At the beginning of the month, I was lucky enough to attend the New Work Summit, a New York Times conference at Half Moon Bay hosted by Charles Duhigg, Adam Bryant and Jenna Wortham. We got a sneak peek of Duhigg's new book, Smarter, Better, Faster which is a must read for those who want to be more productive in business and in life.
The conference brought together thought leaders from around the globe to discuss the future of work. While there were many interesting discussions, ideas, dialogues, and debates, I was struck by one general theme. To be successful in business today and in the future, companies need to ensure that they create a culture where diversity of thought thrives. This is not easy work, and none of it will really take hold -- and here's the thing -- without building strong relationships throughout the organization.
Here's just a sampling of the incredibly thoughtful ways some high-octane leaders are creating a world where employees are related enough to commit to their organizations, and feel safe to bring their best selves to work. It is those companies that will ultimately be the most successful. And inspiring.
Richard Plepler, Chairman and CEO of HBO talked about his focus on creating a culture where people can take risks. "Leaders need to liberate people from the day-to-day work and task them to think originally -- and be compensated whether it works out or not. That is what builds a culture of trust." Plepler gave an example of how the award winning show Girls was created. A young employee saw Lena Dunham's experimental film, Tiny Furniture, and brought it to Plepler and a few other executives, saying, "You must see this. I think this girl is reflective of something important in my generation. I think she has a voice." The fact that she felt comfortable to do this at age 22 reflected the power of the HBO culture.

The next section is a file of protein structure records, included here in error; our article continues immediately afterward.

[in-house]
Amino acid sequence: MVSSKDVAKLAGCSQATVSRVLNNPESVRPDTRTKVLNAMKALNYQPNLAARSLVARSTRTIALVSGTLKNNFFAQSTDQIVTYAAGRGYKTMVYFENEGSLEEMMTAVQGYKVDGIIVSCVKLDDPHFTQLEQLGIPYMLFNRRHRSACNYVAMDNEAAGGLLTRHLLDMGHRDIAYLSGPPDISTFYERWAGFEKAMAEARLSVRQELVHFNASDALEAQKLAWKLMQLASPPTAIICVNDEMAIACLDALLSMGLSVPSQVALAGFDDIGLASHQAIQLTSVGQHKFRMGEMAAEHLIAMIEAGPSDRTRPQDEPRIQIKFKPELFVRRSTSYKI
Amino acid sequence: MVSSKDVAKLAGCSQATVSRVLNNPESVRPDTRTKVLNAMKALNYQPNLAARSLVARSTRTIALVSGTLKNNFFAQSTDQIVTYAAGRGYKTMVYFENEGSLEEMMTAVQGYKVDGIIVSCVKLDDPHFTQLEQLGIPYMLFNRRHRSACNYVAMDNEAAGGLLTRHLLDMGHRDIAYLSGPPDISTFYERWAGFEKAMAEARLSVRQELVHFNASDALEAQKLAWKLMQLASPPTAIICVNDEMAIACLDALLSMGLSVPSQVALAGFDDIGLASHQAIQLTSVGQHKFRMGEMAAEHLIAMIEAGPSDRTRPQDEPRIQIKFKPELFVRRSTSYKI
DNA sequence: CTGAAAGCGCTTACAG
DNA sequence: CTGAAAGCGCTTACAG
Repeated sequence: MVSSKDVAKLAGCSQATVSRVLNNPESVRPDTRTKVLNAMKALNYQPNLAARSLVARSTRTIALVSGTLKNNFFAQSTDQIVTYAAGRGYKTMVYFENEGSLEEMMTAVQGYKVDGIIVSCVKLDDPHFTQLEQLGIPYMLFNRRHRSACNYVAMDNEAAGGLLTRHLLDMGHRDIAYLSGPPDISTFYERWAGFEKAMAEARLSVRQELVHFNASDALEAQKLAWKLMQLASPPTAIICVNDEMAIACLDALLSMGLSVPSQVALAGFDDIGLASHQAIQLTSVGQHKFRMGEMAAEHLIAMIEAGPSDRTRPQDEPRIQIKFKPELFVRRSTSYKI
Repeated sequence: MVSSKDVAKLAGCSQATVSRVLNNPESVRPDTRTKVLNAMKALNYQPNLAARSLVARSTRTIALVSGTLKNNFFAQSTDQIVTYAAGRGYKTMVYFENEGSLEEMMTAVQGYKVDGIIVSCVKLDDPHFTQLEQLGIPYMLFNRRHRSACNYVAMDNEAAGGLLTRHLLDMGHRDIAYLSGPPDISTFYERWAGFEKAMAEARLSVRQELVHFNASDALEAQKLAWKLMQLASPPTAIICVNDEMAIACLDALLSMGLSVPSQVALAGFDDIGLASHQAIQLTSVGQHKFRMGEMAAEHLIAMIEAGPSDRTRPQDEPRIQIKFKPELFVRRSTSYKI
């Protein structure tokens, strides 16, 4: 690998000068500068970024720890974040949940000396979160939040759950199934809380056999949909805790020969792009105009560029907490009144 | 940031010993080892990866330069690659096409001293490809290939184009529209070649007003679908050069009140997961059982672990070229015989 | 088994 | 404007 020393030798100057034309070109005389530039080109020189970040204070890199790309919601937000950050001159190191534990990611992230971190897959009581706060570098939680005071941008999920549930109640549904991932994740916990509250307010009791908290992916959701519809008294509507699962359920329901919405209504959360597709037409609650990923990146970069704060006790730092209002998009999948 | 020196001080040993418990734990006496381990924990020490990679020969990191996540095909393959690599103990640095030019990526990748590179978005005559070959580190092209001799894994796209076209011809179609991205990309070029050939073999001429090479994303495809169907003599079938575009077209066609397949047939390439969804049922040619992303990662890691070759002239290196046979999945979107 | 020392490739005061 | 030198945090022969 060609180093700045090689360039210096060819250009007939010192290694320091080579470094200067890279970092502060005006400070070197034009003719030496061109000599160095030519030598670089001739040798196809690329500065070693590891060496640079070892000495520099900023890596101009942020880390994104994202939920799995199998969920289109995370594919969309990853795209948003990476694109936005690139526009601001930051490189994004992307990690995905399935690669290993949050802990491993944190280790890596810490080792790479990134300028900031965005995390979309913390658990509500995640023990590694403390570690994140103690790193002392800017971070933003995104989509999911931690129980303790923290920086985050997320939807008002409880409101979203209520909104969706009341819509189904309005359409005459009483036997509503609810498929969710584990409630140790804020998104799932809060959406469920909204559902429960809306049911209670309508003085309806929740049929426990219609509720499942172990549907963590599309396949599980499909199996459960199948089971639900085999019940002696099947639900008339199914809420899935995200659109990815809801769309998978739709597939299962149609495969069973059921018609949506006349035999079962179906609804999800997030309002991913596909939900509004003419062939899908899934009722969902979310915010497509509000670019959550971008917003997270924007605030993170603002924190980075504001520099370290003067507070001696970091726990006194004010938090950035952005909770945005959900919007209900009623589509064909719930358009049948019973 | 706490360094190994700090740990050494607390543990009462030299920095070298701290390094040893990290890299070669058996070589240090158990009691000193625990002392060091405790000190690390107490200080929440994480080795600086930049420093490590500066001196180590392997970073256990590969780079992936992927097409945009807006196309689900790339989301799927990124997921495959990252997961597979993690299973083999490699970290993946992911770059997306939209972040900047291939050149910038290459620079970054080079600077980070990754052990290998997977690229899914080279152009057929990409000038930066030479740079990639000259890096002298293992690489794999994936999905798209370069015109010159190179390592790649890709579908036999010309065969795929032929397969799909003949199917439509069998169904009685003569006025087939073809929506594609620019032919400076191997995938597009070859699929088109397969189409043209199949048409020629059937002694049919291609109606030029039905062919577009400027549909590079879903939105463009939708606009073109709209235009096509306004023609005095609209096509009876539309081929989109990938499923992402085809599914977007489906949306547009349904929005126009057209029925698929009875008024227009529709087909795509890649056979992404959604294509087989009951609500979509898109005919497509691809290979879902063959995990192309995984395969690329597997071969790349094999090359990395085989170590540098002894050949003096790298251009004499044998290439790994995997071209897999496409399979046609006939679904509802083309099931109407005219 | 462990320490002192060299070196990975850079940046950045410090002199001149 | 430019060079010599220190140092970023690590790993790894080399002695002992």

Amy Cuddy, Associate Professor at Harvard Business School and author of Presence shared her wisdom that, "being present liberates others to be present." This idea came from an interview she conducted with actress Julianne Moore wherein Moore described what she does when another actor is not "present" for a scene. She said, "I ask the person questions until he or she feels seen by me. Then something magical happens and there is lift off." When people are able to show who they really are at work, trust builds. And trust enables people to bring their most powerful selves to different situations.
Adam Bryant, New York Times Corner Office columnist, shared his CEO "User Manual" as a tool to build relationships between leaders and their teams. "When you hire a new employee, you are a silhouette." Over the next six months, the new hire finds out your leaderships style, likes and dislikes and the best way to work together. The "User Manual" enables leaders to shorten that learning curve and build strong relationships from the get go.